If you want to make a confession utterly worthless, use one of these three phrases.
â€œIâ€™m sorry if Iâ€™ve done something to upset you.â€
When you use these words, what people hear is, â€œI donâ€™t know that Iâ€™ve done anything wrong, but since youâ€™re obviously upset, hereâ€™s a token apology to get you off my back. By the way, since I donâ€™t see that Iâ€™ve done anything wrong, I have no idea how I may need to change. So itâ€™s only a matter of time before I do the same thing again.â€
When you use these words, what people hear is, â€œI did not deliberately set out to hurt you. But since you are of little value to me, I made no deliberate effort to avoid hurting you either.â€
â€œIt wasnâ€™t personal.â€
When you use these words, what people hear is, â€œIt wasnâ€™t personal to me, and since we have no real relationship, it makes no difference to me that it impacted you personally.â€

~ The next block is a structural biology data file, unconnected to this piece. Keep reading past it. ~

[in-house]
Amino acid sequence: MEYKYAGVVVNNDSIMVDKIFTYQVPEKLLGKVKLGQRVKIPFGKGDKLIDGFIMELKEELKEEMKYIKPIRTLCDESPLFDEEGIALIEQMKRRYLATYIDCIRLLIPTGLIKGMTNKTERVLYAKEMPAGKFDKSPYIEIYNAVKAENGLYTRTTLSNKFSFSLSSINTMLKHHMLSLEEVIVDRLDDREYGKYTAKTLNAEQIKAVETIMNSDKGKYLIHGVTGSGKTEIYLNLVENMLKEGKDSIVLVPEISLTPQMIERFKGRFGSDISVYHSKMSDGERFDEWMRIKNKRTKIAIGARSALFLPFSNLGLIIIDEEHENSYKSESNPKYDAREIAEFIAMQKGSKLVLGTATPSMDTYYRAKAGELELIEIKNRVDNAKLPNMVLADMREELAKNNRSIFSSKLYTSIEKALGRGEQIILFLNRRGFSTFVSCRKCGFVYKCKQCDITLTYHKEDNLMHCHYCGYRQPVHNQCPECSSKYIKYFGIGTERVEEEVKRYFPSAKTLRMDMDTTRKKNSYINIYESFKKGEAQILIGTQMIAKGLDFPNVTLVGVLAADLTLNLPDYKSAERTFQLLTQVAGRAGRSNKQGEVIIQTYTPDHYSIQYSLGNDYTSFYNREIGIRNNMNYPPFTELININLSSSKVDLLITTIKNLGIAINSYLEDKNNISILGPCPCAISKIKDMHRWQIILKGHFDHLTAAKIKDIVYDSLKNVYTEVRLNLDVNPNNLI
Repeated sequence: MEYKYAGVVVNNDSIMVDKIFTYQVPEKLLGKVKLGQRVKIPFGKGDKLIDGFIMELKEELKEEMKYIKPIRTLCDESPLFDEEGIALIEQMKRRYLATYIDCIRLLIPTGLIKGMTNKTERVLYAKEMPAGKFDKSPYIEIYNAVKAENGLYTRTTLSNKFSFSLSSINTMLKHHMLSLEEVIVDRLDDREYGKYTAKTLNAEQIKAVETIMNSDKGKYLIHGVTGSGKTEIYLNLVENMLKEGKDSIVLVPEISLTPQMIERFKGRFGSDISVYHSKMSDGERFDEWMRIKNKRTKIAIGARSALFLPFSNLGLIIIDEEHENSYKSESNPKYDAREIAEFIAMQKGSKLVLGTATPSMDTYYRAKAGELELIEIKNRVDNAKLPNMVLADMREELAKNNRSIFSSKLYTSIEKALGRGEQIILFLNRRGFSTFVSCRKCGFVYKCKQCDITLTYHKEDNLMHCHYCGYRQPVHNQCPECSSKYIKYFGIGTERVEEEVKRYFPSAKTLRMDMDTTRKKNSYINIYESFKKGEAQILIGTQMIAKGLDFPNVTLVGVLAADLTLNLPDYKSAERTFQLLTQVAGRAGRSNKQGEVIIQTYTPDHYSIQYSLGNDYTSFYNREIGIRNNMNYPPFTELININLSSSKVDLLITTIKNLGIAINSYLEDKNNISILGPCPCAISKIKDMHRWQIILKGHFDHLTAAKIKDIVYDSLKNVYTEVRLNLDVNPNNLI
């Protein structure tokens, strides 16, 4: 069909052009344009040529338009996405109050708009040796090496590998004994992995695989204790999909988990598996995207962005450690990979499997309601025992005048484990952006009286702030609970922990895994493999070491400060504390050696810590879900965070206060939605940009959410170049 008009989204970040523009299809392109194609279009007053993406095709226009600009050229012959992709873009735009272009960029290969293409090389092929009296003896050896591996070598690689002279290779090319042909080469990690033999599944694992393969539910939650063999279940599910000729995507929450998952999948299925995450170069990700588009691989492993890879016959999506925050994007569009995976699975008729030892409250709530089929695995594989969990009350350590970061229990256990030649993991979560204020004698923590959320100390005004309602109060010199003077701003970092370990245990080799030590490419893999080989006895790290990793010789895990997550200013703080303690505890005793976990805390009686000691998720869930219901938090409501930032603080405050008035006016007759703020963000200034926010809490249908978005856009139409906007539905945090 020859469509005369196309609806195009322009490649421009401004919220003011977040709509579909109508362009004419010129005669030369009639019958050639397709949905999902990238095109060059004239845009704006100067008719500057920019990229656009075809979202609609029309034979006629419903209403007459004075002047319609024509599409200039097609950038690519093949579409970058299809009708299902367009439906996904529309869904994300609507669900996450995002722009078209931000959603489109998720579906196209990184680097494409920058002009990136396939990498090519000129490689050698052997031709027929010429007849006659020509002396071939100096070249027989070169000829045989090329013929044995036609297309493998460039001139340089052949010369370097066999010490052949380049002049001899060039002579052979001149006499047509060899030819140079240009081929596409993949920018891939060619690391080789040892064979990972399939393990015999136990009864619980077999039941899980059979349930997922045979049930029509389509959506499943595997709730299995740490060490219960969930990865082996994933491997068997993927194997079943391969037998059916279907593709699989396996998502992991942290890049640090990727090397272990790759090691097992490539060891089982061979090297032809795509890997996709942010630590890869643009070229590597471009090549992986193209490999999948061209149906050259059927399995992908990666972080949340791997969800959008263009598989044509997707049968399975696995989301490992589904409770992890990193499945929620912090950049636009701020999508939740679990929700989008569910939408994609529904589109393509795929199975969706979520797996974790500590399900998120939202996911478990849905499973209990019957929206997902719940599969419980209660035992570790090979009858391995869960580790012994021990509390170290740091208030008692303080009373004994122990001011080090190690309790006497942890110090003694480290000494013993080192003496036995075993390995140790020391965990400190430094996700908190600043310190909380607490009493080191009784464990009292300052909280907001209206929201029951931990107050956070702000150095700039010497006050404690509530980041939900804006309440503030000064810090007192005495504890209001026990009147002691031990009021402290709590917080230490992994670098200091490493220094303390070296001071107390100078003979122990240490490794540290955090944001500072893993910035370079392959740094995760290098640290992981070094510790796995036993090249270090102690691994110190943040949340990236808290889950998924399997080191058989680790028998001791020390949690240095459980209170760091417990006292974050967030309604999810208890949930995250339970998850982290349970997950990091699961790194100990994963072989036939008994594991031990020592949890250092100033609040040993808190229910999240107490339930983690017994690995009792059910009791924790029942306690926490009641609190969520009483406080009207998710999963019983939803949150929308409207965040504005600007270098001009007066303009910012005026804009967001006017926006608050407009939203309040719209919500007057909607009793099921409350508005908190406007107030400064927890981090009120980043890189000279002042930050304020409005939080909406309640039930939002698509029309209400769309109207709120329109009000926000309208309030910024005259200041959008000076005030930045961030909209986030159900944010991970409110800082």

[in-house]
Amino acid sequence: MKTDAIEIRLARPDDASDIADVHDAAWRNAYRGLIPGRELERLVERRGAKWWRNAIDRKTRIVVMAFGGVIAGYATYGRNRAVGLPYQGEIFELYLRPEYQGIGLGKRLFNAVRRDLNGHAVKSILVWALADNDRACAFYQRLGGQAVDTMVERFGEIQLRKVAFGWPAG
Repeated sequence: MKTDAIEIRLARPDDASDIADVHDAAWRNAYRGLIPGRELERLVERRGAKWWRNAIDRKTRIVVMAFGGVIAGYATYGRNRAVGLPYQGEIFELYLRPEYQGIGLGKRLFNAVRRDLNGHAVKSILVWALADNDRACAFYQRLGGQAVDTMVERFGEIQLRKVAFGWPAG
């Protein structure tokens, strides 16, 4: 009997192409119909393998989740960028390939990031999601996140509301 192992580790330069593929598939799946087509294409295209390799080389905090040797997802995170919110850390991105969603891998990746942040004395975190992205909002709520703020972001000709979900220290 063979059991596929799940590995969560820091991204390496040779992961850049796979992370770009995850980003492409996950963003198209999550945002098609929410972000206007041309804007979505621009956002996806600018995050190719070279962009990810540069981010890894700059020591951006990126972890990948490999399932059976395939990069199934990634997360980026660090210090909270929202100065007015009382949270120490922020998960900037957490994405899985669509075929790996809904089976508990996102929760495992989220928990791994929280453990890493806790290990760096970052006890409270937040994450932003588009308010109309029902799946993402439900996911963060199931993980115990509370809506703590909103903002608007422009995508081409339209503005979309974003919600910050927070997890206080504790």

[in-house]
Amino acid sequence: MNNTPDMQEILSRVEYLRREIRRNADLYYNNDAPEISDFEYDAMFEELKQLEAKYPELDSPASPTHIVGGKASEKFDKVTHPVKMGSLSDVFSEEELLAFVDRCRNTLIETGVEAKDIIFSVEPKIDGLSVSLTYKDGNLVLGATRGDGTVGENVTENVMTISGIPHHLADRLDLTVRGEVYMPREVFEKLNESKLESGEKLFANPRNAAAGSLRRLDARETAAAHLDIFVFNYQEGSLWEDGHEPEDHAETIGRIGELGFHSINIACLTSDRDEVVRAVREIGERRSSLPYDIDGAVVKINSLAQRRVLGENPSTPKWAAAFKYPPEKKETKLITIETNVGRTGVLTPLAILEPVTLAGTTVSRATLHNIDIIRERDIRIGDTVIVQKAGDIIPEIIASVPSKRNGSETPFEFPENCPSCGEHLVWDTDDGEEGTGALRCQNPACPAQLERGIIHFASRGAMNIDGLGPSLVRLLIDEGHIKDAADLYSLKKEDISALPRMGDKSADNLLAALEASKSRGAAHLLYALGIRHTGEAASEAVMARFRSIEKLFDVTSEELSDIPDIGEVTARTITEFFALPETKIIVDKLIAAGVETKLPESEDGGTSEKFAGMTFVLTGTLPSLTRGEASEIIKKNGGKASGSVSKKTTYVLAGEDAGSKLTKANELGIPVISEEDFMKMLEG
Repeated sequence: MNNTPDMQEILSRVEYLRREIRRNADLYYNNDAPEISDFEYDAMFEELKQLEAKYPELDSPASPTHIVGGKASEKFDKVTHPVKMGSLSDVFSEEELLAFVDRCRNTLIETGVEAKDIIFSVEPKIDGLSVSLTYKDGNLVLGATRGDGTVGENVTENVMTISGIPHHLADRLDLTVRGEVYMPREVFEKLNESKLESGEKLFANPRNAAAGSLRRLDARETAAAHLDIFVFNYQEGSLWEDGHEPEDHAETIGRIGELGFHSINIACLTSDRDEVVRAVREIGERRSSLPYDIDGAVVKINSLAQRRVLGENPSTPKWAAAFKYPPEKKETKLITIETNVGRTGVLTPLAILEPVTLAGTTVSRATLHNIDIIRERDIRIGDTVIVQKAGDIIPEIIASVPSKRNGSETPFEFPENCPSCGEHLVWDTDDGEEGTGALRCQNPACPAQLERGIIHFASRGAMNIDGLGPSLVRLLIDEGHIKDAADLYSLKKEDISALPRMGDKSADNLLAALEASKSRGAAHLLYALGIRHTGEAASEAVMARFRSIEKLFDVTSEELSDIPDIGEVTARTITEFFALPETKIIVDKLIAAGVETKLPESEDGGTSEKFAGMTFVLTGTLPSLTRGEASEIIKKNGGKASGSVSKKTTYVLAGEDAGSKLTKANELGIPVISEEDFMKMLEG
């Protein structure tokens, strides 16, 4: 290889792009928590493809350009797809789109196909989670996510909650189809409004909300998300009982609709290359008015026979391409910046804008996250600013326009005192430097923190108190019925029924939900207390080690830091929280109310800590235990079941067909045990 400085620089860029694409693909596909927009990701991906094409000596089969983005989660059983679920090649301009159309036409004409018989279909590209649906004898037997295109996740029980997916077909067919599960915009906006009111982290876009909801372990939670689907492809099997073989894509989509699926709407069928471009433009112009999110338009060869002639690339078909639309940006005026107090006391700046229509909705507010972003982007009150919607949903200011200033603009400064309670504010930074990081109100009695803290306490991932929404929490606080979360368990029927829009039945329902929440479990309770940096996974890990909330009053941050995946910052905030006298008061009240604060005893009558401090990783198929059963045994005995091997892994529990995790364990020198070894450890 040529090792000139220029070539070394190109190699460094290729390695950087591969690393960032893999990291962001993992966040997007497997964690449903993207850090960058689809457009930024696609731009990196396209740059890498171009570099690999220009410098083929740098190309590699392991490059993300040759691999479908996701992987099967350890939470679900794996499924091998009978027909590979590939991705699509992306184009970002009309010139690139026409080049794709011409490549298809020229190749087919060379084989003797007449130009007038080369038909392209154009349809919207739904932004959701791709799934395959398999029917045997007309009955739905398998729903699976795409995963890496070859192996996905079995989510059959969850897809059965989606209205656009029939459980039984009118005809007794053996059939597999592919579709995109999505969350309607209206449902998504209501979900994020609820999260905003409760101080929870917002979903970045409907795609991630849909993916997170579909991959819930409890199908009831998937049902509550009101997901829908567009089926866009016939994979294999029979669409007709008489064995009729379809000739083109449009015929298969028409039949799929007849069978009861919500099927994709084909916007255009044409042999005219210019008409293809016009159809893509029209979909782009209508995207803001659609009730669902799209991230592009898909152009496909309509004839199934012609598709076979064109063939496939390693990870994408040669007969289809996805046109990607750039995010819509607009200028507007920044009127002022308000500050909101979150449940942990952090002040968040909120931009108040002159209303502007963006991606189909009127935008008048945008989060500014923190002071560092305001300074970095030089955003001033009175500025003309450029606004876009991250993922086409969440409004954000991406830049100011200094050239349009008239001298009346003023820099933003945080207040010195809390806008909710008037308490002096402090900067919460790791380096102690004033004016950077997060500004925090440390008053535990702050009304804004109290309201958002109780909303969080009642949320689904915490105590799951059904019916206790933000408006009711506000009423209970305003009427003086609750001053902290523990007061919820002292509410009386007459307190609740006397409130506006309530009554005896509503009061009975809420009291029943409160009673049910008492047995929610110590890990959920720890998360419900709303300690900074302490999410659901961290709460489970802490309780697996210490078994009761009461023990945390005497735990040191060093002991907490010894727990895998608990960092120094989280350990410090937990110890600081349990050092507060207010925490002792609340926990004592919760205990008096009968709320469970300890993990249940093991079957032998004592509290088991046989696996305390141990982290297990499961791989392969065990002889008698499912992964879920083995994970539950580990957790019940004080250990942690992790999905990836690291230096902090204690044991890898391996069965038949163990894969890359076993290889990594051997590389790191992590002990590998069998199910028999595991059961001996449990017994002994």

These are probably not the messages you intend to communicate. But if you use thoughtless words like these, youâ€™re usually sending the message that a particular relationship is of little value to you.
Therefore, these phrases are not only confession killers but also relationship killers. Get rid of them today.
– Ken Sande
â€¢ What can you say if you sense that youâ€™ve offended someone but truly donâ€™t understand what you may have done wrong?
â€¢ Jesus says we will have to give an account someday even for our â€œcareless wordsâ€ (Matt. 12:36). What commandments do we violate if we speak or act thoughtlessly toward others (Matt. 7:12; Matt. 22:39; Eph. 4:29).
To learn more about how to make a thoughtful, thorough, and healing confession, see the Seven Aâ€™s of Confession.
Permission to distribute: Please feel free to download, print, or electronically share this message in its entirety for non-commercial purposes with as many people as you like. If you wish to adapt the questions to better suit your group, please include a parenthetical note (Questions adapted with permission of RW360) and send a copy to firstname.lastname@example.org.
Â© 2013 Ken Sande
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